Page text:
Sometimes you have to leave your home in order to see it with fresh eyes. For Arne Piepke, this meant buying a one-way ticket to Norway with his best friend and
departing the quietude of rural Sauerland,
Germany, for an unforgiving climate, with only a
backpack and a tent.
It was during this gap year, in 2015,
after graduating high school and before his
photography studies at the University of Applied
Sciences and Art in Dortmund, Germany, that
Piepke began to document the histories of the
environments and the stories of people he
encountered along the way.
“As a young child my interests were mainly
determined by my father’s [interests],” Piepke
says, which were primarily rooted in music.
“Photography was something that no one did in
my family; I found it for myself.”
During this time, Piepke observed two themes
emerging in his work: identity and community.
His search for belonging in the world and a
desire to reconcile unquiet feelings about his
past led him home later that year.
One hallmark of his rural German upbringing
were marksmen clubs, or Schützenverein, where
local residents take up target shooting in a social
setting and host festivals dedicated to the sport.
Fascinated by this subculture, Piepke began
the project, “Glaube, Sitte, Heimat”—which
translates to “Faith, Custom, Home”—the motto
inscribed on the marksman flag. Over the course
of a few years, he shot more than 15 three-day
Schützenfest events throughout small villages in
Germany, some with as little as 300 inhabitants.
“I had mixed feelings about the marching
and the guns, something which you don’t often
see in Germany,” Piepke explains. “I wanted to
explore it deeper.” He says, however, that he
decided to make the series more exploratory
rather than political. “Why do people keep rituals
and customs, and how does it shape their social
behavior and identity?” he asks.
This kind of sophistication is evident
throughout Piepke’s work. He isn’t naïve
to his inability to be purely objective as a
documentarian; in this series, he points to his
subjectivity by emphasizing the theatrics—
and absurdities—in marksmen culture (for
example, the proclamation of a king and queen
during the festivals).
“Because [documentary photography] is so
fragmentary,” Piepke says, “I believe the right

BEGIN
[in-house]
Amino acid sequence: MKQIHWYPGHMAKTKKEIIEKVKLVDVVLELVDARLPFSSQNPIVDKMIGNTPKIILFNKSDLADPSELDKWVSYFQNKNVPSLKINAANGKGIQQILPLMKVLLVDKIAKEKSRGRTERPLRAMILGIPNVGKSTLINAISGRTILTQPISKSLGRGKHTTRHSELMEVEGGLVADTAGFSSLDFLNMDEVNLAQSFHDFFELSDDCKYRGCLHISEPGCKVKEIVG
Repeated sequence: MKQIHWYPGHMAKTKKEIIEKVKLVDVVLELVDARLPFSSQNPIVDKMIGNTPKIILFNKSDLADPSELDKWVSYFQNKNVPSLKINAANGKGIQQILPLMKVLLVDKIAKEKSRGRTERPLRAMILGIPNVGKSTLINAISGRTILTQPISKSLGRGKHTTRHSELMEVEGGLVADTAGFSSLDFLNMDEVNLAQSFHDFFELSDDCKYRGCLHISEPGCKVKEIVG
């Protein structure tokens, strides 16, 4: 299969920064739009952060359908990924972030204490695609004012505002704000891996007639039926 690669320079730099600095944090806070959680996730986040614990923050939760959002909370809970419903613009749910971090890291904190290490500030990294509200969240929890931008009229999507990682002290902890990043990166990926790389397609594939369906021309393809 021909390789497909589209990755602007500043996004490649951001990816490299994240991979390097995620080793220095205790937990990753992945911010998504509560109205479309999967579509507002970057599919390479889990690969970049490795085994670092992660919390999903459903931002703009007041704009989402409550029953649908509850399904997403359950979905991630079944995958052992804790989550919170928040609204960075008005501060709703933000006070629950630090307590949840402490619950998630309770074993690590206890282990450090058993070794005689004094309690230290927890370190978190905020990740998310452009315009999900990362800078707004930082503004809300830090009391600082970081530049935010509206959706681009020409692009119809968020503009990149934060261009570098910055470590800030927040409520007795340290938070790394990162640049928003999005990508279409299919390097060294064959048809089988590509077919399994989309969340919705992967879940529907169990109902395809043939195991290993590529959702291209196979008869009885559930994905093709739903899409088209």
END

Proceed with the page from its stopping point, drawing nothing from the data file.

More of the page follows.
context and honesty of the photographer is very
important.” One way Piepke remains honest is
by revealing his presence in the images. ”Being
honest with the protagonist, the viewer and the
medium itself” brings humanistic value to the
work, he says.
For Piepke, photography has been both a
tool for anthropological discovery and his own
catharsis. It also stems from being in touch
with his inner voice, he says, to make long-term
projects that aren’t necessarily market-driven.
An example of this sentiment is his series,
“Up There by the Trees,” in which he renders
trunks and branches with the same stoic
reverence he gives to his human subjects.
Piepke made the series in his hometown
to confront his own psyche and the mental
illness he was diagnosed with eight years
ago.“ It helped me understand the triggers of
my disease and to deal with the ambivalent
relationship to my roots,” he says. “I could
visualize things that were difficult to put into
words.” He sees this series as an essential step
in his healing process. “I used the camera not
only to document, but to create an intimate
insight into my feelings.”
He approached “Up There by the Trees”
as a documentarian, but opted for stylistic
choices that included bright flash and black-
and-white film. “I like it when documentation
and abstraction flip over and are not clearly
definable,” he says. Further, the monochromatic
“manipulation” and the “aggression” of the
front flash, he says, are emblematic of his
relationship to his hometown.
Piepke, who takes inspiration from
documentary photographers such as Rob
THIS SPREAD: Images from Piepke’s series “Glaube, Sitte, Heimat,” which he shot over several
years at more than 15 festivals hosted by local marksmen clubs around Germany.